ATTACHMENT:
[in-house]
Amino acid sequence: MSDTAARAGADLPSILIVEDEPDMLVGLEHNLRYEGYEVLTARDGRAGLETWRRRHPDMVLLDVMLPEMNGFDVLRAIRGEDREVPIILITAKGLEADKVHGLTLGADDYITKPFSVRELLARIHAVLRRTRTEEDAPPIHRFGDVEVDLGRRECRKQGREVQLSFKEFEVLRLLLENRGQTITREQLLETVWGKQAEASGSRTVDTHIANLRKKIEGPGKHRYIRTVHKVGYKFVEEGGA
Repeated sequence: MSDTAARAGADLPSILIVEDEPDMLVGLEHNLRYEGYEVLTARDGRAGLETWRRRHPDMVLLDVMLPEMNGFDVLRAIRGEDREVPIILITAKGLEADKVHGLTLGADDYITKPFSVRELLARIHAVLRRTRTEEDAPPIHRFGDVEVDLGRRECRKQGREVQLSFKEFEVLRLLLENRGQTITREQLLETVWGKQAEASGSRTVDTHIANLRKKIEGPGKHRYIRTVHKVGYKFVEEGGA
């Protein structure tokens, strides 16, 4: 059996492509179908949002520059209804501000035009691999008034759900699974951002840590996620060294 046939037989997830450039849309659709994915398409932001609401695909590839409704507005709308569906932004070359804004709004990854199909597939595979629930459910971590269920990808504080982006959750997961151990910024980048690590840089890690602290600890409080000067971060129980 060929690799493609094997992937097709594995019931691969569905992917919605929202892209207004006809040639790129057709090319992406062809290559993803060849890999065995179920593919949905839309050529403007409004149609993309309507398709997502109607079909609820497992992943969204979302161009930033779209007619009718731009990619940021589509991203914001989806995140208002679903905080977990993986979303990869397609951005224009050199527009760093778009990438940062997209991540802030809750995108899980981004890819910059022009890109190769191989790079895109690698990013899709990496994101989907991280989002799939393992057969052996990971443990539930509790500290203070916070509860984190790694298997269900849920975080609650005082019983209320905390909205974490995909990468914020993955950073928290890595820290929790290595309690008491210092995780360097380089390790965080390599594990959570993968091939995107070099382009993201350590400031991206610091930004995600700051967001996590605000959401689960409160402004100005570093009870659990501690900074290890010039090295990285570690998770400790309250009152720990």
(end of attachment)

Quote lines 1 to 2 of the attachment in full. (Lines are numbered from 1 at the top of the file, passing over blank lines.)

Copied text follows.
[in-house]
Amino acid sequence: MSDTAARAGADLPSILIVEDEPDMLVGLEHNLRYEGYEVLTARDGRAGLETWRRRHPDMVLLDVMLPEMNGFDVLRAIRGEDREVPIILITAKGLEADKVHGLTLGADDYITKPFSVRELLARIHAVLRRTRTEEDAPPIHRFGDVEVDLGRRECRKQGREVQLSFKEFEVLRLLLENRGQTITREQLLETVWGKQAEASGSRTVDTHIANLRKKIEGPGKHRYIRTVHKVGYKFVEEGGA